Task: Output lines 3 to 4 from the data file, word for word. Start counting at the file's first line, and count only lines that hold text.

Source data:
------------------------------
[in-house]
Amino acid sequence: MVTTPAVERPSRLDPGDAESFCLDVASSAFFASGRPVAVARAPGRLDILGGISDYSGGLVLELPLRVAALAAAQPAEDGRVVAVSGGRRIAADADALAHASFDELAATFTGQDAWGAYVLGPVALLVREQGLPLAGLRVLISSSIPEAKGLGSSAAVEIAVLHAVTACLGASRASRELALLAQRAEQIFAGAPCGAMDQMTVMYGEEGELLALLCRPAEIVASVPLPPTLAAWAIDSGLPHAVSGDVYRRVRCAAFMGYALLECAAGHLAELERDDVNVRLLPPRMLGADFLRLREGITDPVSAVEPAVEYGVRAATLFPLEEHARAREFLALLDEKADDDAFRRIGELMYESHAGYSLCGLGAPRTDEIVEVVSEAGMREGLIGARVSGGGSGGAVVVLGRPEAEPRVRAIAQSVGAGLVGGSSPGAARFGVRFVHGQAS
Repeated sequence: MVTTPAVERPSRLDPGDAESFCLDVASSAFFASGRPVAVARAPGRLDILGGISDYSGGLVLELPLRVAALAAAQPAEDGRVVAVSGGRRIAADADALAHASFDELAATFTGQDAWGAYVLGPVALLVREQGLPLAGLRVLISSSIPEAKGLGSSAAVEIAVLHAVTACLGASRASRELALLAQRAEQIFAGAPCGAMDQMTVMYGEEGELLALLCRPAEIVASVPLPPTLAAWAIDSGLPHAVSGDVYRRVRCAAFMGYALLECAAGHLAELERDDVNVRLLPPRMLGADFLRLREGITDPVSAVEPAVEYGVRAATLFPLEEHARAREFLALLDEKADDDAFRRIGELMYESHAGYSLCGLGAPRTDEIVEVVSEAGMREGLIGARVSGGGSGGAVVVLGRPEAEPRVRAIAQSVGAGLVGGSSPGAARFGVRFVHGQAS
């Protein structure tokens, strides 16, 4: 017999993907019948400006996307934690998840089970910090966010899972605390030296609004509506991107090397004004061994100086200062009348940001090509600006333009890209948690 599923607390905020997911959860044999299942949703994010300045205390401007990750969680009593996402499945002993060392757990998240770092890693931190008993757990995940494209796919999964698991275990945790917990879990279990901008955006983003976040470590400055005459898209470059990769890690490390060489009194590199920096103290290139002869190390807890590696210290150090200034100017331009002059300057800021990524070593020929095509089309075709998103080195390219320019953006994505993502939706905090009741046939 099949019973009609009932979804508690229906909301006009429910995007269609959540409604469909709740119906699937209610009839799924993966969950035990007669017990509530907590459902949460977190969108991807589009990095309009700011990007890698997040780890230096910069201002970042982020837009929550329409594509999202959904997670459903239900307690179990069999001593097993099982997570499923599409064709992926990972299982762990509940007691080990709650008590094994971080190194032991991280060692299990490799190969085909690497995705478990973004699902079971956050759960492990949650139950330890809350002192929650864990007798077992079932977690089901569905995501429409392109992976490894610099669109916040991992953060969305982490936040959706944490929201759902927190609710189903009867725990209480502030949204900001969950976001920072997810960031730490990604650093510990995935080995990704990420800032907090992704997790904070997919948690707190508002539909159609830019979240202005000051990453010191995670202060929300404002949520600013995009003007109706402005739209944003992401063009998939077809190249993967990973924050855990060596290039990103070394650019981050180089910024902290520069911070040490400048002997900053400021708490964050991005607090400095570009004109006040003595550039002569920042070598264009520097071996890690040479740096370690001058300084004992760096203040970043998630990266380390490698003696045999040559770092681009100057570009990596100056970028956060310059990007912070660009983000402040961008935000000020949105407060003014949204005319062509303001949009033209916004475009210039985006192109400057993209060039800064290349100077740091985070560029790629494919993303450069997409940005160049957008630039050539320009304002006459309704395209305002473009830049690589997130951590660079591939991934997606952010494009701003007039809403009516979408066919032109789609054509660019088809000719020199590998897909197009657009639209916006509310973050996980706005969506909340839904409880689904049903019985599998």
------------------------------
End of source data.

Repeated sequence: MVTTPAVERPSRLDPGDAESFCLDVASSAFFASGRPVAVARAPGRLDILGGISDYSGGLVLELPLRVAALAAAQPAEDGRVVAVSGGRRIAADADALAHASFDELAATFTGQDAWGAYVLGPVALLVREQGLPLAGLRVLISSSIPEAKGLGSSAAVEIAVLHAVTACLGASRASRELALLAQRAEQIFAGAPCGAMDQMTVMYGEEGELLALLCRPAEIVASVPLPPTLAAWAIDSGLPHAVSGDVYRRVRCAAFMGYALLECAAGHLAELERDDVNVRLLPPRMLGADFLRLREGITDPVSAVEPAVEYGVRAATLFPLEEHARAREFLALLDEKADDDAFRRIGELMYESHAGYSLCGLGAPRTDEIVEVVSEAGMREGLIGARVSGGGSGGAVVVLGRPEAEPRVRAIAQSVGAGLVGGSSPGAARFGVRFVHGQAS
């Protein structure tokens, strides 16, 4: 017999993907019948400006996307934690998840089970910090966010899972605390030296609004509506991107090397004004061994100086200062009348940001090509600006333009890209948690 599923607390905020997911959860044999299942949703994010300045205390401007990750969680009593996402499945002993060392757990998240770092890693931190008993757990995940494209796919999964698991275990945790917990879990279990901008955006983003976040470590400055005459898209470059990769890690490390060489009194590199920096103290290139002869190390807890590696210290150090200034100017331009002059300057800021990524070593020929095509089309075709998103080195390219320019953006994505993502939706905090009741046939 099949019973009609009932979804508690229906909301006009429910995007269609959540409604469909709740119906699937209610009839799924993966969950035990007669017990509530907590459902949460977190969108991807589009990095309009700011990007890698997040780890230096910069201002970042982020837009929550329409594509999202959904997670459903239900307690179990069999001593097993099982997570499923599409064709992926990972299982762990509940007691080990709650008590094994971080190194032991991280060692299990490799190969085909690497995705478990973004699902079971956050759960492990949650139950330890809350002192929650864990007798077992079932977690089901569905995501429409392109992976490894610099669109916040991992953060969305982490936040959706944490929201759902927190609710189903009867725990209480502030949204900001969950976001920072997810960031730490990604650093510990995935080995990704990420800032907090992704997790904070997919948690707190508002539909159609830019979240202005000051990453010191995670202060929300404002949520600013995009003007109706402005739209944003992401063009998939077809190249993967990973924050855990060596290039990103070394650019981050180089910024902290520069911070040490400048002997900053400021708490964050991005607090400095570009004109006040003595550039002569920042070598264009520097071996890690040479740096370690001058300084004992760096203040970043998630990266380390490698003696045999040559770092681009100057570009990596100056970028956060310059990007912070660009983000402040961008935000000020949105407060003014949204005319062509303001949009033209916004475009210039985006192109400057993209060039800064290349100077740091985070560029790629494919993303450069997409940005160049957008630039050539320009304002006459309704395209305002473009830049690589997130951590660079591939991934997606952010494009701003007039809403009516979408066919032109789609054509660019088809000719020199590998897909197009657009639209916006509310973050996980706005969506909340839904409880689904049903019985599998």